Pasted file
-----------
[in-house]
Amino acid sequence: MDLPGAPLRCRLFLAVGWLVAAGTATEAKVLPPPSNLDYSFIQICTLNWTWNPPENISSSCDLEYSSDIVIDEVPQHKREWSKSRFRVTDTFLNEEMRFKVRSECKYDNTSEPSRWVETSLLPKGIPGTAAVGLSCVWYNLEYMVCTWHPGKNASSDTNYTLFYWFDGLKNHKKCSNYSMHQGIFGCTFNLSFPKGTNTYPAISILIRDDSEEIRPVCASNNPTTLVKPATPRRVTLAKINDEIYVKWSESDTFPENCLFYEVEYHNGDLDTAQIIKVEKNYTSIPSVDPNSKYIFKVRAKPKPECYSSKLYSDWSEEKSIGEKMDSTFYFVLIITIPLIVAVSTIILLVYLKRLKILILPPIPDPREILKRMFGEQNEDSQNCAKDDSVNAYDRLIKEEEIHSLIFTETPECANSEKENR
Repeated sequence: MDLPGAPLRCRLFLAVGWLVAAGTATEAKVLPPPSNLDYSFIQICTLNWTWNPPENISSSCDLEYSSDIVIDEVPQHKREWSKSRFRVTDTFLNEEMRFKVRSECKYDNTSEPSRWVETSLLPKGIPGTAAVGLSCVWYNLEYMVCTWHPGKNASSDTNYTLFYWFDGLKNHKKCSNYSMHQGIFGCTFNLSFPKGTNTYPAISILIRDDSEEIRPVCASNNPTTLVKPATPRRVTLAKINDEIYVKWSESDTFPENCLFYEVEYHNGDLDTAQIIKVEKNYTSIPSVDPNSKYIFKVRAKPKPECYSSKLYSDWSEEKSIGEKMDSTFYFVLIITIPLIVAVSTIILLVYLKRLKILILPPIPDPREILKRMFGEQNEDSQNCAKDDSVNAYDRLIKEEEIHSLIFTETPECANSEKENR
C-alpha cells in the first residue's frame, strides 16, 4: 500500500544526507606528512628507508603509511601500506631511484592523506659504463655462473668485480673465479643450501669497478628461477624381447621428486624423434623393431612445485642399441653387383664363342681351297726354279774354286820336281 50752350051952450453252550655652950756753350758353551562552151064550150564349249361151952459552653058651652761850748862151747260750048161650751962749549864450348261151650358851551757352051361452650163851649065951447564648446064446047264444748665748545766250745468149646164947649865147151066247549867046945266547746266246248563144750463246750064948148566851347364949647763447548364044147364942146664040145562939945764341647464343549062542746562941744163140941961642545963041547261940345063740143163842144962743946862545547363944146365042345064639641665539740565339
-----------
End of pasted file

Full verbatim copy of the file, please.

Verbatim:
[in-house]
Amino acid sequence: MDLPGAPLRCRLFLAVGWLVAAGTATEAKVLPPPSNLDYSFIQICTLNWTWNPPENISSSCDLEYSSDIVIDEVPQHKREWSKSRFRVTDTFLNEEMRFKVRSECKYDNTSEPSRWVETSLLPKGIPGTAAVGLSCVWYNLEYMVCTWHPGKNASSDTNYTLFYWFDGLKNHKKCSNYSMHQGIFGCTFNLSFPKGTNTYPAISILIRDDSEEIRPVCASNNPTTLVKPATPRRVTLAKINDEIYVKWSESDTFPENCLFYEVEYHNGDLDTAQIIKVEKNYTSIPSVDPNSKYIFKVRAKPKPECYSSKLYSDWSEEKSIGEKMDSTFYFVLIITIPLIVAVSTIILLVYLKRLKILILPPIPDPREILKRMFGEQNEDSQNCAKDDSVNAYDRLIKEEEIHSLIFTETPECANSEKENR
Repeated sequence: MDLPGAPLRCRLFLAVGWLVAAGTATEAKVLPPPSNLDYSFIQICTLNWTWNPPENISSSCDLEYSSDIVIDEVPQHKREWSKSRFRVTDTFLNEEMRFKVRSECKYDNTSEPSRWVETSLLPKGIPGTAAVGLSCVWYNLEYMVCTWHPGKNASSDTNYTLFYWFDGLKNHKKCSNYSMHQGIFGCTFNLSFPKGTNTYPAISILIRDDSEEIRPVCASNNPTTLVKPATPRRVTLAKINDEIYVKWSESDTFPENCLFYEVEYHNGDLDTAQIIKVEKNYTSIPSVDPNSKYIFKVRAKPKPECYSSKLYSDWSEEKSIGEKMDSTFYFVLIITIPLIVAVSTIILLVYLKRLKILILPPIPDPREILKRMFGEQNEDSQNCAKDDSVNAYDRLIKEEEIHSLIFTETPECANSEKENR
C-alpha cells in the first residue's frame, strides 16, 4: 500500500544526507606528512628507508603509511601500506631511484592523506659504463655462473668485480673465479643450501669497478628461477624381447621428486624423434623393431612445485642399441653387383664363342681351297726354279774354286820336281 50752350051952450453252550655652950756753350758353551562552151064550150564349249361151952459552653058651652761850748862151747260750048161650751962749549864450348261151650358851551757352051361452650163851649065951447564648446064446047264444748665748545766250745468149646164947649865147151066247549867046945266547746266246248563144750463246750064948148566851347364949647763447548364044147364942146664040145562939945764341647464343549062542746562941744163140941961642545963041547261940345063740143163842144962743946862545547363944146365042345064639641665539740565339